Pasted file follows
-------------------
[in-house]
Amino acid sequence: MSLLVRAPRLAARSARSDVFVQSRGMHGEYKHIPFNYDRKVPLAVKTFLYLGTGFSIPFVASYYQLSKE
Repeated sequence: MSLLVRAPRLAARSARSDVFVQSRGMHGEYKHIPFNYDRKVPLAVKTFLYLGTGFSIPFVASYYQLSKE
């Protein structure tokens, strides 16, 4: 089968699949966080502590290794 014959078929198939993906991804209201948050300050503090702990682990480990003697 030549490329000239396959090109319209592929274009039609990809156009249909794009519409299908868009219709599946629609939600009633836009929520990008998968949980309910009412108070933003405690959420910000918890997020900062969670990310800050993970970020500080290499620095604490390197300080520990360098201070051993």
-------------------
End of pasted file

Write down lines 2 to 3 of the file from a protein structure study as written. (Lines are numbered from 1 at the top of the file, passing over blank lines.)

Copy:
Amino acid sequence: MSLLVRAPRLAARSARSDVFVQSRGMHGEYKHIPFNYDRKVPLAVKTFLYLGTGFSIPFVASYYQLSKE
Repeated sequence: MSLLVRAPRLAARSARSDVFVQSRGMHGEYKHIPFNYDRKVPLAVKTFLYLGTGFSIPFVASYYQLSKE